The recent outbursts of sectarian violence between Buddhists and Muslims in Mandalay reveal yet again the kind of deep-rooted ethnic and religious tensions that create social division. Often what is missing is a deeper awareness of the origin and depth of the tension and an appreciation of the position of the other end of the divide- without which there is no common starting point to bridge that divide.

Indeed, Henry Kissinger has once said that knowledge of history is imperative for grasping the wider political context (and implications) in which decisions must be made, where the “grounding in history is essential for understanding how different people see the world and for knowing about the limits of the possible”. Specifically, understanding the historical backdrop of the various divides nurtures greater empathy towards the positions on both ends of the spectrum which builds a basis for healing the tension. Going forward, it will be vital for Myanmar to develop individuals with a more sophisticated knowledge of history that will form a political and social leadership with a greater clarity and vision for building wider social cohesion.

(3) Engaging in joint-development
Lastly, many development and capacity building projects (or any consulting project) typically face 1 of 2 possible problems. The first is often an error of doing everything, where the external “consultants” come up with all the answers and do not create enough space for the local counterparts to own the project. The second reverse error is that of only facilitating process where the external parties just play a facilitative role without “daring” to feed in any analysis and content into the strategy development given the fears of committing the first error.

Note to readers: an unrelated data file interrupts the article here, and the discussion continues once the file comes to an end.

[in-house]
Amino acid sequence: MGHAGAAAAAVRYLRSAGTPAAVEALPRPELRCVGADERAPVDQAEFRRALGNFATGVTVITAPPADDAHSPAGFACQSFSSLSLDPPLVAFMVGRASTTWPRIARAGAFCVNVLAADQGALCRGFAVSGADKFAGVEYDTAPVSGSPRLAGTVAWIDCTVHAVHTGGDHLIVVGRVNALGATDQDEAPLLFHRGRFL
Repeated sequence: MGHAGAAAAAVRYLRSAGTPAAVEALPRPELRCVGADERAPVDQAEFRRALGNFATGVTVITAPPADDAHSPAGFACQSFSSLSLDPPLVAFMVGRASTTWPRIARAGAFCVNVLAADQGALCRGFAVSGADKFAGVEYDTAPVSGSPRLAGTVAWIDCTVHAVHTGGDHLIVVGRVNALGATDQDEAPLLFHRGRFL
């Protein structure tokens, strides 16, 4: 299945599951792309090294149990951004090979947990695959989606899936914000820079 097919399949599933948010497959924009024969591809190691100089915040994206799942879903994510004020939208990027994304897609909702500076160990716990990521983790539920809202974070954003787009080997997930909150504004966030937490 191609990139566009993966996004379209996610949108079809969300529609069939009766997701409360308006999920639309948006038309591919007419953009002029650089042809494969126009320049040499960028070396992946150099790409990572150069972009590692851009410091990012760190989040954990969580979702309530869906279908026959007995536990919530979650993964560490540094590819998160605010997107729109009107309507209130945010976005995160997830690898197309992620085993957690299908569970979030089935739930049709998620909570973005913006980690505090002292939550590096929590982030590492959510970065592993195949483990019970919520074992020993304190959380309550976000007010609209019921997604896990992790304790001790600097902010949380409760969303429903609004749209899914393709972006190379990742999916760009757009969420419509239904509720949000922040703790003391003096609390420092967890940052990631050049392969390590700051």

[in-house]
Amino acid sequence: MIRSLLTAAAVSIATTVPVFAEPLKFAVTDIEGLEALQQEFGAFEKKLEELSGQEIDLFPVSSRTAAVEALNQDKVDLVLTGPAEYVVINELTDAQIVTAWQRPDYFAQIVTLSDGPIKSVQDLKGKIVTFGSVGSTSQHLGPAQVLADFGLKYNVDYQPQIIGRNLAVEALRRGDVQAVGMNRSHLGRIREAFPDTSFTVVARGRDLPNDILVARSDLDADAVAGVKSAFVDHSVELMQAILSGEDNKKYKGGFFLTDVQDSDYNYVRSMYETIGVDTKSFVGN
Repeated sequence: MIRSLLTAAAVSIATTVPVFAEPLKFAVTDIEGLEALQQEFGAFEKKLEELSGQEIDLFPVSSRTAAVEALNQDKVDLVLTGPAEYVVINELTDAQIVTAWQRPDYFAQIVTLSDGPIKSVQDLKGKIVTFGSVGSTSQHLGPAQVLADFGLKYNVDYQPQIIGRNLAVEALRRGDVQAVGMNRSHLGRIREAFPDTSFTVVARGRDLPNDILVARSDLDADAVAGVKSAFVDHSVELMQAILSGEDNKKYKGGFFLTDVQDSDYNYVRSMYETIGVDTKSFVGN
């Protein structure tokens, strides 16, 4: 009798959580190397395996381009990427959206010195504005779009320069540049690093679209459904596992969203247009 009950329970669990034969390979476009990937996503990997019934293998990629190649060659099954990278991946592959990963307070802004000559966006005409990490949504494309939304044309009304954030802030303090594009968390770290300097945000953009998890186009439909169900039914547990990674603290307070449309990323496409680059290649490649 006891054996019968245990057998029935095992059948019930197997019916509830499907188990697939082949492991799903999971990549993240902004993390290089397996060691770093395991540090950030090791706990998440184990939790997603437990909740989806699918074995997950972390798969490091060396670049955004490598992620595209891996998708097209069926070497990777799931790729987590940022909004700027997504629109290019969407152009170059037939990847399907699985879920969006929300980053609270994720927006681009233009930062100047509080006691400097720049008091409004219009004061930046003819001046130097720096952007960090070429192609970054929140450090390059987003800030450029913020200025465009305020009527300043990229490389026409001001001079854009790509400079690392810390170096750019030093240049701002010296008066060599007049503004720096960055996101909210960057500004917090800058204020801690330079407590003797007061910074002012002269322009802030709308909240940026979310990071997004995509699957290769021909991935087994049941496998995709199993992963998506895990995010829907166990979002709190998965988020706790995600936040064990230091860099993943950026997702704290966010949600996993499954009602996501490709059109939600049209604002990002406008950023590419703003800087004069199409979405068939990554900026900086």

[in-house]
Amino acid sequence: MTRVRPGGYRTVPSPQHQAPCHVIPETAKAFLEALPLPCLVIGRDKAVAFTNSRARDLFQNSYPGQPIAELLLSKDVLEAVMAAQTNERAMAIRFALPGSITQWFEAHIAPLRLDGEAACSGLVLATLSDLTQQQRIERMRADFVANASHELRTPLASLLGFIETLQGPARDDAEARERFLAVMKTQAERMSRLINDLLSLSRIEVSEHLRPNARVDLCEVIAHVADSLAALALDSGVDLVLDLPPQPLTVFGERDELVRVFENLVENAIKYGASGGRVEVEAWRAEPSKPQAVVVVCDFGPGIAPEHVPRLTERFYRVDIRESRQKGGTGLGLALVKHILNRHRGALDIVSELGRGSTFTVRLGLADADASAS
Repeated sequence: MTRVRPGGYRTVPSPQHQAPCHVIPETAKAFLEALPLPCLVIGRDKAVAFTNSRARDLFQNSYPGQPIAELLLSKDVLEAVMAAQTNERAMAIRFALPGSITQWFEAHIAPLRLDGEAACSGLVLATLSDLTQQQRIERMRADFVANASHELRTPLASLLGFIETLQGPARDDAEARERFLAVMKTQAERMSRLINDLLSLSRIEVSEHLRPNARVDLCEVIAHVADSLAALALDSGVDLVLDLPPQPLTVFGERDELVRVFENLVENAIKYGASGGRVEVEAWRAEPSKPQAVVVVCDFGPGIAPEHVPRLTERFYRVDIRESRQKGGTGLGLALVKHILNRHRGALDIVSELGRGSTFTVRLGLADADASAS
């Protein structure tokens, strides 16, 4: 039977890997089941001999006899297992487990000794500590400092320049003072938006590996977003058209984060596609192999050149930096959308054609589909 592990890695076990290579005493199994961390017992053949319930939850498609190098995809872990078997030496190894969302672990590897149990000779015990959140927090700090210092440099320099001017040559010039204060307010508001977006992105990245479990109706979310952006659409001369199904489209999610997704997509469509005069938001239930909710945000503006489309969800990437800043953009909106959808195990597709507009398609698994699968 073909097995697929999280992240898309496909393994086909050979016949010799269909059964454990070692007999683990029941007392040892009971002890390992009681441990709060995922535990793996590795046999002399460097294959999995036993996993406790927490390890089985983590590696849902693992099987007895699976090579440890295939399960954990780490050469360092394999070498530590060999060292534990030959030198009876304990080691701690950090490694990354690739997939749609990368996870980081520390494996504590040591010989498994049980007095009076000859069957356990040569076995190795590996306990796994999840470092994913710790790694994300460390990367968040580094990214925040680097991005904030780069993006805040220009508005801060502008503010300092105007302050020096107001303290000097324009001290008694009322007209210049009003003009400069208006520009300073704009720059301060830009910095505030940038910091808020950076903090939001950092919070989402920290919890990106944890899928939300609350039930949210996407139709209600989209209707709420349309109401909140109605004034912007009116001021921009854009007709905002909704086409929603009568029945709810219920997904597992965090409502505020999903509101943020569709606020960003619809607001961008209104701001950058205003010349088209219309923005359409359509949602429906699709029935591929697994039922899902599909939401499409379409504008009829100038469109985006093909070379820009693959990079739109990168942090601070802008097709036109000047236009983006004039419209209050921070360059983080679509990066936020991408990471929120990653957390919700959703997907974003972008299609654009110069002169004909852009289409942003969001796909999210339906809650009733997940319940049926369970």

Yet often there is a certain value in the ideas and information that external consultants bring to the table that allow local counterparts to build their ideas upon. What is needed is to transition to what Champion, Kiel and McLendon term as a “partner model” of engagement, which strive for the ideal balance across the 2 extremes: